Wednesday, October 27, 2010

A Constitional Crisis

In today's American Thinker, T. L. Davis has an excellent article entitled ObamaCare and the Constitutional Crisis. It gives a good overview explanation of the two Constitutional doctrines:
The debate is also a stage-setting for the greater issues of how to read the Constitution. There are two schools of thought on the issue of constitutionality: the Literalist school and the Case Law school. Each one approaches the document from a different point of view. The Literalist reads the words and meanings as they are presented without nuance, whereas the Case Law adherent reads the Constitution as seen through the filters of case law and precedent. The words they see are not the words themselves, but placeholders for an extended file of subsequent cases and rulings.
I am, of course, one of those who is puzzled by some of the decisions rendered by our Supremes. I am disturbed by those who think that the Court is the final arbiter of what is and is not Constitutional. What that means is that 9 black robed men and women, not We the People, are actually governing this nation.  The idea that my God given and unalienable right to own and carry a weapon, a gun, is somehow dependent on the writings of these 9 men and women is a hideous idea.  The notion that I may exercise my religion only at the sufference of the Court is outrageous.

I have written about this before here. In that post, I made the statement that case law and precedent can not ultimately conflict with the law itself. After all, if it did, then judges would be making law themselves. But that is not a judge's job.  Legislators make law, judges interpret the law in specific cases.  Judges can not interpret the law to mean something the writers of the law never intended.  It is time to reign in activist judges, and Supreme Court Justices.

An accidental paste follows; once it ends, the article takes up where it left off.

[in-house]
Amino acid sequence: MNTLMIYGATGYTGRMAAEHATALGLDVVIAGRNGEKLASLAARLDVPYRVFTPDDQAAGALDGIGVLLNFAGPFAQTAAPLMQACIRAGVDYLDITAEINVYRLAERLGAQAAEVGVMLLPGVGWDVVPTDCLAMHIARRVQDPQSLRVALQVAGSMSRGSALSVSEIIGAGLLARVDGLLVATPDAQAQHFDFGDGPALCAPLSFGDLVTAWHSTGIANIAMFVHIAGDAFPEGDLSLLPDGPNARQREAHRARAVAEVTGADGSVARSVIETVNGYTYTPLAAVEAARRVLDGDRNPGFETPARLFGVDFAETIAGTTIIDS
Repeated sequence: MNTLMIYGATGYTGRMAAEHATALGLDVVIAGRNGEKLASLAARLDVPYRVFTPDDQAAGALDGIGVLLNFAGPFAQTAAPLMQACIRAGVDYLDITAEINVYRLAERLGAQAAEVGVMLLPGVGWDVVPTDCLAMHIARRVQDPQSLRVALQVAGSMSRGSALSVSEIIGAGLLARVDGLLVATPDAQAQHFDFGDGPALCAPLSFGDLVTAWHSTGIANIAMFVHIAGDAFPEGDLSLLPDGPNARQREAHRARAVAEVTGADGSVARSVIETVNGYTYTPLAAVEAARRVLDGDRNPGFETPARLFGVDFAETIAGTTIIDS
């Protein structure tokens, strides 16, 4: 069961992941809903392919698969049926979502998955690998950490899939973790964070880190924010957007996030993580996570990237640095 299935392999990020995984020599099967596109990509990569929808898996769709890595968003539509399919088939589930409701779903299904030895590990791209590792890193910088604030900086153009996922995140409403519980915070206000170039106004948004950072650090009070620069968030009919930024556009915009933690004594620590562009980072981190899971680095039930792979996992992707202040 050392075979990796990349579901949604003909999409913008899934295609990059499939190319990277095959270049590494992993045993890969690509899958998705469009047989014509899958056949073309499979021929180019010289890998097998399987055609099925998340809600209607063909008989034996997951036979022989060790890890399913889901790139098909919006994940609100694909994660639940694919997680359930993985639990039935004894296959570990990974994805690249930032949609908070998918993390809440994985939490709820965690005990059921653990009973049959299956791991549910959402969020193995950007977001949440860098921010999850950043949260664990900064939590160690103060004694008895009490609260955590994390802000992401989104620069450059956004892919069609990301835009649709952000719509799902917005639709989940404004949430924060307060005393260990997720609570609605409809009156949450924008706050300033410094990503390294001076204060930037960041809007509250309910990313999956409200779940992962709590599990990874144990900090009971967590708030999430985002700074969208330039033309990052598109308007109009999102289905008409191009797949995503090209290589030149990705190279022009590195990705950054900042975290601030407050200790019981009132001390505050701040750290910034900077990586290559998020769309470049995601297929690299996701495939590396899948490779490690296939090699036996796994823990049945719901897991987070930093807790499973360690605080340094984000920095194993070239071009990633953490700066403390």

An unintended consequence of the Supreme Court ruling, should they rule in favor of the Case Law adherent, is that the Literalist majority of Americans might come to feel as if they are no longer free, as if they are unable to understand the rules under which they have given their consent to be governed, as if the conclusion of a long-felt oppression is complete. At this point, social upheaval is not only possible, but likely.


  1. "At this point, social upheaval is not only possible, but likely."

    I fear this is true. It is not desirable, but is probably inescapable. When the "great unwashed masses" find out that the gravy train isn't coming, there will be riots. Those who have been preparing for the worst may be backed into corners, and will shoot back to defend themselves. The entire nation could devolve into a literal battleground.

    Note the emphasis on "could"; I still believe that God isn't through with us yet, and He didn't create this Constitutional republic so as to sit back and watch it die.